As one of the few die-hard track and field fans left in America (besides those directly involved with the sport) I love Usain Bolt. Not only because he’s the fastest man ever created by God but because he has made track and field revelant.
For a long time I have contested that America doesn’t care about the sport of track and field except for those few days every four years during Olympic competition. It is during the Olympics that Americans can collectively cheer for the athletes as one patriotic body.
Last summer when Bolt broke both the 100 and 200-meter world records, although we — as Americans — was wowed by his feats, we weren’t appreciative because he beat US — the Americans.
This summer, Bolt’s Jamaican heritage doesn’t mean squat.
This summer, Bolt has become the sport and people love him for that.
It’s true, if Bolt hadn’t ran faster in the World Championships than he did in the Olympics, he still may have still been an after thought. (America was in gah-gah over Michael Phelps during the Beijing Olympics putting Bolt on the backburner.) But with the two fastest times ever recorded in human history and a smile that lights up the stadium as much as his feet, Bolt has now become a household name. And track and field has become must watch TV.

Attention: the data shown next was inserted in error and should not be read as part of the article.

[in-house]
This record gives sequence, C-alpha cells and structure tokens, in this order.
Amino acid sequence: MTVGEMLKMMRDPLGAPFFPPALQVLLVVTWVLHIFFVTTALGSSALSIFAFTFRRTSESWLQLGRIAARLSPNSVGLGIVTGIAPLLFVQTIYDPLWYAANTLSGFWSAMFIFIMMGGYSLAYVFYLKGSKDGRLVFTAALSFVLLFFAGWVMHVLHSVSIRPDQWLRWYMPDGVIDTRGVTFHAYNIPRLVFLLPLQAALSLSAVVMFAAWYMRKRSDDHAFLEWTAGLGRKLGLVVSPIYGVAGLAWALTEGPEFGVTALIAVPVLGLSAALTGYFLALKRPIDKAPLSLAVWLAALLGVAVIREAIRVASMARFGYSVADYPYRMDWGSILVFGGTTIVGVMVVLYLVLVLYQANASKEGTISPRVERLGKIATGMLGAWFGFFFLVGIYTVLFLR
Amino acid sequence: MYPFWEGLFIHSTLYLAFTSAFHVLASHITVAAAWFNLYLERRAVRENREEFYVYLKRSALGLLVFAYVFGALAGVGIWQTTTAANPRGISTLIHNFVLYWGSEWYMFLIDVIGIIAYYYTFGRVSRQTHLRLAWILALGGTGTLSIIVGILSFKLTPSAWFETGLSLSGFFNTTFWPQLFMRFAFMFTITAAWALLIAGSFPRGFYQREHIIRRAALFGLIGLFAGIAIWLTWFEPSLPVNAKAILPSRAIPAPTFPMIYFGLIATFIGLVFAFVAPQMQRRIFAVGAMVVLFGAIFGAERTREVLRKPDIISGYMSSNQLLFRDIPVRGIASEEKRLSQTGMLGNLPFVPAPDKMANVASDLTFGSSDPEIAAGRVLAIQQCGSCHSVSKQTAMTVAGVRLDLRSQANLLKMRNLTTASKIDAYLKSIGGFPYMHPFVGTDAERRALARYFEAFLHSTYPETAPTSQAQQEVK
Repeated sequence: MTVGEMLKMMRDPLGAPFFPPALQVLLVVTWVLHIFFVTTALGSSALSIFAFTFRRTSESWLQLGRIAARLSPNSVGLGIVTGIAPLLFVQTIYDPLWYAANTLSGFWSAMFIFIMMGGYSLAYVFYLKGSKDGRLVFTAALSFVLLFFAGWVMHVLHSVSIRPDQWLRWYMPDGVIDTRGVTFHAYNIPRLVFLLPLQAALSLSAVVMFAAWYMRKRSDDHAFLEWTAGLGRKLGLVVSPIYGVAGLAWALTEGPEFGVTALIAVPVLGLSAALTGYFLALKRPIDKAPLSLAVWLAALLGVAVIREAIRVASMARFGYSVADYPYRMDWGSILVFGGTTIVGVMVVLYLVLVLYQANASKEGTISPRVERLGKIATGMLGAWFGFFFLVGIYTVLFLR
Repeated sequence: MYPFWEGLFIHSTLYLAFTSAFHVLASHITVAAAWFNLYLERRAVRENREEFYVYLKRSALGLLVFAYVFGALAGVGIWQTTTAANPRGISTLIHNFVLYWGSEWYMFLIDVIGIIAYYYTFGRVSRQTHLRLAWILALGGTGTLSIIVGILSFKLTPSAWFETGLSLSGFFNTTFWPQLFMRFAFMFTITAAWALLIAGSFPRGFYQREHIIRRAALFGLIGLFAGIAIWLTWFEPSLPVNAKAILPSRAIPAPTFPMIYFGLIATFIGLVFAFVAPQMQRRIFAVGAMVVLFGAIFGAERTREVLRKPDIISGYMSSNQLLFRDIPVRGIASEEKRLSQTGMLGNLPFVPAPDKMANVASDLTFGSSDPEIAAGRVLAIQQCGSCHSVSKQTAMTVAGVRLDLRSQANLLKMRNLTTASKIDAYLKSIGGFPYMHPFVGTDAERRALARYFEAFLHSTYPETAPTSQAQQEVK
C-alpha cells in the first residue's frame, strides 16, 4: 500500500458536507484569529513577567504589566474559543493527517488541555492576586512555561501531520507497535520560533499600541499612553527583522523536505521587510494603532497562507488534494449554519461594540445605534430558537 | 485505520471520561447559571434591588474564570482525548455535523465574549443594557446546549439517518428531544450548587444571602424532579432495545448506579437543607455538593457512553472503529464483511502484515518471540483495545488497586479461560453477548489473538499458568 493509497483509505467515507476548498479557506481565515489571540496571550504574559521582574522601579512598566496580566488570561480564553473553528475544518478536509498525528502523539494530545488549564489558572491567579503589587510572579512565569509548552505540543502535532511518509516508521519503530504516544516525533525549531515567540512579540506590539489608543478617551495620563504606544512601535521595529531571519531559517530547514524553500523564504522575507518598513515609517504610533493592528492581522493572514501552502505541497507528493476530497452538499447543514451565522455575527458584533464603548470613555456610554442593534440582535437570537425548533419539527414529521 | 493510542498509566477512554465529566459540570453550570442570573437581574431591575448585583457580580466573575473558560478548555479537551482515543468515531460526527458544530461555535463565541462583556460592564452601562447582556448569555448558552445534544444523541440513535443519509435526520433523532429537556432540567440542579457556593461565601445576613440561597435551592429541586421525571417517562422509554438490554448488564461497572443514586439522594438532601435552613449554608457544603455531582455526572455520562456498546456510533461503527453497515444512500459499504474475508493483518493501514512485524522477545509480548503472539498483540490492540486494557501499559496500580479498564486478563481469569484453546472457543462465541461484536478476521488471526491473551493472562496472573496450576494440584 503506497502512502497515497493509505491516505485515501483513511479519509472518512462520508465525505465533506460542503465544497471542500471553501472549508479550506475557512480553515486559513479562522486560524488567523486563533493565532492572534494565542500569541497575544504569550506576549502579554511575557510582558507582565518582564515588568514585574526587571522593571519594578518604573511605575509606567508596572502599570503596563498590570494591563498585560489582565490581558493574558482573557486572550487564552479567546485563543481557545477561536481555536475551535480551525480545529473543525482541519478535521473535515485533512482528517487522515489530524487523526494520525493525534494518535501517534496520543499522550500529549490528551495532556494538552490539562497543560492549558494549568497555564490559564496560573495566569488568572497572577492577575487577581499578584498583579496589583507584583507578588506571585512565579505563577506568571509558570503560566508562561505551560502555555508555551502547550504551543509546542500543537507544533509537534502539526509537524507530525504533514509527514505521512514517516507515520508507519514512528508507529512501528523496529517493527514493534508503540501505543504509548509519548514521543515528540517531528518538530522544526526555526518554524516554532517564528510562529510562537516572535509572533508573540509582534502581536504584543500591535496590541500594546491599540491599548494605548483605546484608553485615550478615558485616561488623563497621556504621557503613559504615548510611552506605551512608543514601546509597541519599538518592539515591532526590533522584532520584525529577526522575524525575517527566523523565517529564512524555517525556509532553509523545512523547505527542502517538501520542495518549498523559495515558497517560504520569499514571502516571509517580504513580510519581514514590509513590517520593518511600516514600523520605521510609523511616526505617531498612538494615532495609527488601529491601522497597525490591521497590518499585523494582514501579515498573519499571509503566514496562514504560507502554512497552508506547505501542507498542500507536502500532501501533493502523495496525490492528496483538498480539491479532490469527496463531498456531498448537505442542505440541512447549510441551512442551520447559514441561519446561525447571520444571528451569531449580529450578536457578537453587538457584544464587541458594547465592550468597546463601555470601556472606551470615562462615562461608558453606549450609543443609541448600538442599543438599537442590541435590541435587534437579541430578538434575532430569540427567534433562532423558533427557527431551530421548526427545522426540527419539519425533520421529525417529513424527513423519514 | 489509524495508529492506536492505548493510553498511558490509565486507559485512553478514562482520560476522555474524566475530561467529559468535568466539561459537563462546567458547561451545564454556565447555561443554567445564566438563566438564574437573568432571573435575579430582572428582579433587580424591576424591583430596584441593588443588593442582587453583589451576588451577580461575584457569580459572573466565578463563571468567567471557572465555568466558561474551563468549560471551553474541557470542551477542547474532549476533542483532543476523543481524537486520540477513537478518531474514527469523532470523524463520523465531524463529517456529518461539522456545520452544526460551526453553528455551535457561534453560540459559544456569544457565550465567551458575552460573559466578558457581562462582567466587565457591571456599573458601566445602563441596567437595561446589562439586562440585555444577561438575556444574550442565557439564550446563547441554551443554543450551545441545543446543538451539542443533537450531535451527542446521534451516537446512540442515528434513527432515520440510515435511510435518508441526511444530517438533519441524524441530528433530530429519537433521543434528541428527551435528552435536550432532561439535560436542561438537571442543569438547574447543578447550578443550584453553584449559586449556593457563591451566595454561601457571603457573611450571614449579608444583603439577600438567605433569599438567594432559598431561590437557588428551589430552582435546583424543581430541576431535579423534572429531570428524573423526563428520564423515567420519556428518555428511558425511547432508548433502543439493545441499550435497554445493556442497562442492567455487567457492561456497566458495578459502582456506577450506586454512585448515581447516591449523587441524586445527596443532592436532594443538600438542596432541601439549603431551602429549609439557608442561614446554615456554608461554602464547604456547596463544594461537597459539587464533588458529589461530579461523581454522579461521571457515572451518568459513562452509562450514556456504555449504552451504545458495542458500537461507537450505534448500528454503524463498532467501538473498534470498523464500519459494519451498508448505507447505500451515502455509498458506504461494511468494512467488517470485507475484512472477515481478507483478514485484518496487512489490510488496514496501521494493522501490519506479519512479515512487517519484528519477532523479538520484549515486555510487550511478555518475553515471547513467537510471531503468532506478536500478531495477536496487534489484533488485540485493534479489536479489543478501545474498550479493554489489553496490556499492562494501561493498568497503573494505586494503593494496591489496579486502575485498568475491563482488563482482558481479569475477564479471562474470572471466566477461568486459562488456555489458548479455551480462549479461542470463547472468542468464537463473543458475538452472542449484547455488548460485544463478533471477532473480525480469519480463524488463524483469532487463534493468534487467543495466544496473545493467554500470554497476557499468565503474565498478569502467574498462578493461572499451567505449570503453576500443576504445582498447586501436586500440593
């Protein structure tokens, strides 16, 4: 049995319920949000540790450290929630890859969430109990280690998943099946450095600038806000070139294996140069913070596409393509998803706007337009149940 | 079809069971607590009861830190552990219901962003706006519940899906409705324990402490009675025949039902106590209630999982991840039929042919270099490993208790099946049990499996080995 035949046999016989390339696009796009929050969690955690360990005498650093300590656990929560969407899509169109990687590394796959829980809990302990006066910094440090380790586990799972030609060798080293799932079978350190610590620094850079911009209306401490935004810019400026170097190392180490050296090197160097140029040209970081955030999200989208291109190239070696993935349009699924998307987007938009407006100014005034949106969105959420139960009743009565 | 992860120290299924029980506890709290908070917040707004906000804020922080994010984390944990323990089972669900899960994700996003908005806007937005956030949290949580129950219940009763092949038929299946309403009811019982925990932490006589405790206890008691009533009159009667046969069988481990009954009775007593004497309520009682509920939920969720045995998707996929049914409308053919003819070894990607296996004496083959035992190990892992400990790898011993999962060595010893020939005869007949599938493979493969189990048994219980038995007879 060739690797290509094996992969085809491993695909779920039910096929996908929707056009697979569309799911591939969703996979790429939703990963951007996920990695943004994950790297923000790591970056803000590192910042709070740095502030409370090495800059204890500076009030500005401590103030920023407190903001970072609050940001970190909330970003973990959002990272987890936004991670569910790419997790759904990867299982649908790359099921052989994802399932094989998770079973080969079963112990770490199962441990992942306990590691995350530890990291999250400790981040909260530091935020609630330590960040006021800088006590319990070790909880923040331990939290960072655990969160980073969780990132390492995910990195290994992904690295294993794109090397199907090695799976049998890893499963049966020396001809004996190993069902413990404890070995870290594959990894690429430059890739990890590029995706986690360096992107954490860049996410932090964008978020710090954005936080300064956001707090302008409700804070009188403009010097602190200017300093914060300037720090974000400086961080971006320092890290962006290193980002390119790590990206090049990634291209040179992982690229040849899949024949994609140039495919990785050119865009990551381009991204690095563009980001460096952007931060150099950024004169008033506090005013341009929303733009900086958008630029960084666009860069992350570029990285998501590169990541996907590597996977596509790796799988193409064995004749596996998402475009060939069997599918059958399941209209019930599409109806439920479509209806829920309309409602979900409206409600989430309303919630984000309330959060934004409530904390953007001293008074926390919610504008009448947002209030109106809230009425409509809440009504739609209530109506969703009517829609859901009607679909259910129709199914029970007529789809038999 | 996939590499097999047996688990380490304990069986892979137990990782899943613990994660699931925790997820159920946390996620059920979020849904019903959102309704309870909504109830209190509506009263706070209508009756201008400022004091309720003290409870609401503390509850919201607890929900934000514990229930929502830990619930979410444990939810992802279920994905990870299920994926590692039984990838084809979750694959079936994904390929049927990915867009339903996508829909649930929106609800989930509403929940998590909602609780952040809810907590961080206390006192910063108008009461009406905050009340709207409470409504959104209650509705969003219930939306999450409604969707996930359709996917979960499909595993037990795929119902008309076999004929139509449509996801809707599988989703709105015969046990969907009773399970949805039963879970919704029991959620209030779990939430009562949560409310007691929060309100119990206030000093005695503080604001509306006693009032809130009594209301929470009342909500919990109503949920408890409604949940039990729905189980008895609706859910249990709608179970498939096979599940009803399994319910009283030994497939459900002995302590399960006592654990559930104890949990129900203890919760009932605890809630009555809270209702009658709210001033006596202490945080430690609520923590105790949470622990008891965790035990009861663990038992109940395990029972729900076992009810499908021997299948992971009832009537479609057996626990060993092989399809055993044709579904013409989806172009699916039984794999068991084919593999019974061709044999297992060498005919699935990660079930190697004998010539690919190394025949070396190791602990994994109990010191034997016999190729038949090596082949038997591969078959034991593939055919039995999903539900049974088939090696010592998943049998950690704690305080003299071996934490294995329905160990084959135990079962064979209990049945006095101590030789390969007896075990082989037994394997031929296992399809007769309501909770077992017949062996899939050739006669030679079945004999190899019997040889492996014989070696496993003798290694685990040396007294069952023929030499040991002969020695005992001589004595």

Four years ago, no one was able to say that.
But four years ago, there wasn’t Bolt and just maybe track and field will never be viewed the same.
And that’s the best thing that could ever happen to the sport.